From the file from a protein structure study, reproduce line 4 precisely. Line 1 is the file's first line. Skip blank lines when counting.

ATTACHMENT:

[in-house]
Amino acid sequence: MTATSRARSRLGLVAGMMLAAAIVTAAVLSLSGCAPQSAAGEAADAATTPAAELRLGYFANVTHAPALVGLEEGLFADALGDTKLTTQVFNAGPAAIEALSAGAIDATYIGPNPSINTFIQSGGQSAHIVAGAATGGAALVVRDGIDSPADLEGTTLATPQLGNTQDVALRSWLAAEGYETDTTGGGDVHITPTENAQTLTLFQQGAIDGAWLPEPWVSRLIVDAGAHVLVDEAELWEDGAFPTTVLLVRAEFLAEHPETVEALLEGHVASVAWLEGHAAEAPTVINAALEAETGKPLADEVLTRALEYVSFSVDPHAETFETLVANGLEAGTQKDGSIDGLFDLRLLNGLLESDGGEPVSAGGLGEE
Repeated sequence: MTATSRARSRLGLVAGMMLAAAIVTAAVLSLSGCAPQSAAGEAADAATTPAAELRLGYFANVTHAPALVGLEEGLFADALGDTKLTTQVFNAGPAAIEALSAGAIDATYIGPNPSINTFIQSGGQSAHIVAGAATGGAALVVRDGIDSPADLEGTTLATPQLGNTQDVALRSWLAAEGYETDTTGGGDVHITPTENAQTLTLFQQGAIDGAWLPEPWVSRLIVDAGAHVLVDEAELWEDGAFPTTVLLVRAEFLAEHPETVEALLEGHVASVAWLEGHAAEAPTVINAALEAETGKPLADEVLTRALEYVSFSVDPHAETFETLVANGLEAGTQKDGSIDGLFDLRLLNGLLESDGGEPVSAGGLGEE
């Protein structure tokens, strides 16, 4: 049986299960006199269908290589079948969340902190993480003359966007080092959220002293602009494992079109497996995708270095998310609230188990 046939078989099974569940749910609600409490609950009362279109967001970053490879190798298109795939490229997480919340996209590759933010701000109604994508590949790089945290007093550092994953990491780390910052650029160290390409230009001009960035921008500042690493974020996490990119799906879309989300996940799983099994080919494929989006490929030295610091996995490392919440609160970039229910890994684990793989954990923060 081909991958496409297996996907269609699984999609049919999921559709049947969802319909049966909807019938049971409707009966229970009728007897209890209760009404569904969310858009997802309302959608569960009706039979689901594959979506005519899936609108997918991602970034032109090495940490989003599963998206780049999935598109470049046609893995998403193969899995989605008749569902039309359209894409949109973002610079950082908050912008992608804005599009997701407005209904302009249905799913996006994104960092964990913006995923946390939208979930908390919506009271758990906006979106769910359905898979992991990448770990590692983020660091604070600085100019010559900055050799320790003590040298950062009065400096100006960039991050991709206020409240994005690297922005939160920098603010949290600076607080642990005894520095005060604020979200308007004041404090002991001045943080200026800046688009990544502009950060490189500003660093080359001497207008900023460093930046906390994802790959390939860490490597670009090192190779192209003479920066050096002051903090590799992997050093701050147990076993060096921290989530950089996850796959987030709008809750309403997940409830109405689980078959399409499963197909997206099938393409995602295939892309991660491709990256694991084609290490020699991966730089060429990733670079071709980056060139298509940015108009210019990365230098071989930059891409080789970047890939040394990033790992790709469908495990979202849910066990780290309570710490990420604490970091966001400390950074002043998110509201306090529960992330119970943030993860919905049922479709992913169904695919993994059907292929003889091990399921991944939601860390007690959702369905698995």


């Protein structure tokens, strides 16, 4: 049986299960006199269908290589079948969340902190993480003359966007080092959220002293602009494992079109497996995708270095998310609230188990 046939078989099974569940749910609600409490609950009362279109967001970053490879190798298109795939490229997480919340996209590759933010701000109604994508590949790089945290007093550092994953990491780390910052650029160290390409230009001009960035921008500042690493974020996490990119799906879309989300996940799983099994080919494929989006490929030295610091996995490392919440609160970039229910890994684990793989954990923060 081909991958496409297996996907269609699984999609049919999921559709049947969802319909049966909807019938049971409707009966229970009728007897209890209760009404569904969310858009997802309302959608569960009706039979689901594959979506005519899936609108997918991602970034032109090495940490989003599963998206780049999935598109470049046609893995998403193969899995989605008749569902039309359209894409949109973002610079950082908050912008992608804005599009997701407005209904302009249905799913996006994104960092964990913006995923946390939208979930908390919506009271758990906006979106769910359905898979992991990448770990590692983020660091604070600085100019010559900055050799320790003590040298950062009065400096100006960039991050991709206020409240994005690297922005939160920098603010949290600076607080642990005894520095005060604020979200308007004041404090002991001045943080200026800046688009990544502009950060490189500003660093080359001497207008900023460093930046906390994802790959390939860490490597670009090192190779192209003479920066050096002051903090590799992997050093701050147990076993060096921290989530950089996850796959987030709008809750309403997940409830109405689980078959399409499963197909997206099938393409995602295939892309991660491709990256694991084609290490020699991966730089060429990733670079071709980056060139298509940015108009210019990365230098071989930059891409080789970047890939040394990033790992790709469908495990979202849910066990780290309570710490990420604490970091966001400390950074002043998110509201306090529960992330119970943030993860919905049922479709992913169904695919993994059907292929003889091990399921991944939601860390007690959702369905698995």